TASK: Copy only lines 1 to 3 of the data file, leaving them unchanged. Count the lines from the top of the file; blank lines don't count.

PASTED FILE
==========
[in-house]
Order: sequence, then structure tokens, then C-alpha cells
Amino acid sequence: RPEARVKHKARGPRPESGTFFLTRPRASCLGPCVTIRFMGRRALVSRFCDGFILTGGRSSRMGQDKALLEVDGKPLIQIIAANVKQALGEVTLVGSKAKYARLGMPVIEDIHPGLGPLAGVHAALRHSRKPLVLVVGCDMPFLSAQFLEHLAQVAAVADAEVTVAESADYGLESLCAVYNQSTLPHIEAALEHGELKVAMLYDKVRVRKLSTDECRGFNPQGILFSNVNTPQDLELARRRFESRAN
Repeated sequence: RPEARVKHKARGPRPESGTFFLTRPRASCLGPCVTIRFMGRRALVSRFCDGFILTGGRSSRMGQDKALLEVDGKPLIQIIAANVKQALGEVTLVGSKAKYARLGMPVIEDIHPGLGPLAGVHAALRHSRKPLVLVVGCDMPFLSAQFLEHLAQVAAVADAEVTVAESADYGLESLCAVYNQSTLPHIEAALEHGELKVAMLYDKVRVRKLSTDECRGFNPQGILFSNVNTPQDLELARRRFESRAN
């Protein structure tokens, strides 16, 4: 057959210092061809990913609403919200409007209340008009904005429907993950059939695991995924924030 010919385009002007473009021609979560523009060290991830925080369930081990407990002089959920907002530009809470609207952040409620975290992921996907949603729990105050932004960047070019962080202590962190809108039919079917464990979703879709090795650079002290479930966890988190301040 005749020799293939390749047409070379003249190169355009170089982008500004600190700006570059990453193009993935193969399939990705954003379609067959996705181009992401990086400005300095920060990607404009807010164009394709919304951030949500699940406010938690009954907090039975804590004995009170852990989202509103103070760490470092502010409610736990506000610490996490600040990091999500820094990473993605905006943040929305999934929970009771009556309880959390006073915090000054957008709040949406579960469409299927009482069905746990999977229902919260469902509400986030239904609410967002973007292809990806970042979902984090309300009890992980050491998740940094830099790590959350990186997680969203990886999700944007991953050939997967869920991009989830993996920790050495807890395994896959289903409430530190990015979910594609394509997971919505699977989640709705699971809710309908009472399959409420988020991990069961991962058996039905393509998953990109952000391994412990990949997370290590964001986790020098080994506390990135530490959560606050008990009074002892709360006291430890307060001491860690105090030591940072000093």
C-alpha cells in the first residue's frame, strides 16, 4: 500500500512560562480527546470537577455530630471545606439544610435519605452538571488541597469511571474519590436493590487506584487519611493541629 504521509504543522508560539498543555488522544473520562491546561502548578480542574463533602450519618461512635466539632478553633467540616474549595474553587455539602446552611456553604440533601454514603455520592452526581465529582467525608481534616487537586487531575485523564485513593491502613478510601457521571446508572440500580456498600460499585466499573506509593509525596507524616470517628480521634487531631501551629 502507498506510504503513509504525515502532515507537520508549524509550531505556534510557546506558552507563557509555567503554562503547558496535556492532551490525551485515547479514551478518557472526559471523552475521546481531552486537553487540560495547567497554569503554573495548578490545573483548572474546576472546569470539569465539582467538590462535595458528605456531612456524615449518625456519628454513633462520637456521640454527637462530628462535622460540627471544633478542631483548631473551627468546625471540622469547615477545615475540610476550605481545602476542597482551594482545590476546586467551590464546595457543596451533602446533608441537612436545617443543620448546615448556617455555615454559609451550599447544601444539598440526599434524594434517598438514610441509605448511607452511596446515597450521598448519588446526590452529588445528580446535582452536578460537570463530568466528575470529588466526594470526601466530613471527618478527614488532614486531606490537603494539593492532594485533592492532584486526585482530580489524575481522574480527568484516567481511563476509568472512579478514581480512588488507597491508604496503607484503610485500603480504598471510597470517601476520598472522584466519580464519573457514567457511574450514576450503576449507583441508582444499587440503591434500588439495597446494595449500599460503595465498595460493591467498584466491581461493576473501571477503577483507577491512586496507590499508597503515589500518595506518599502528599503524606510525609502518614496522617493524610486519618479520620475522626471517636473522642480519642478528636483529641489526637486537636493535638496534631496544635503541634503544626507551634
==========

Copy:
[in-house]
Order: sequence, then structure tokens, then C-alpha cells
Amino acid sequence: RPEARVKHKARGPRPESGTFFLTRPRASCLGPCVTIRFMGRRALVSRFCDGFILTGGRSSRMGQDKALLEVDGKPLIQIIAANVKQALGEVTLVGSKAKYARLGMPVIEDIHPGLGPLAGVHAALRHSRKPLVLVVGCDMPFLSAQFLEHLAQVAAVADAEVTVAESADYGLESLCAVYNQSTLPHIEAALEHGELKVAMLYDKVRVRKLSTDECRGFNPQGILFSNVNTPQDLELARRRFESRAN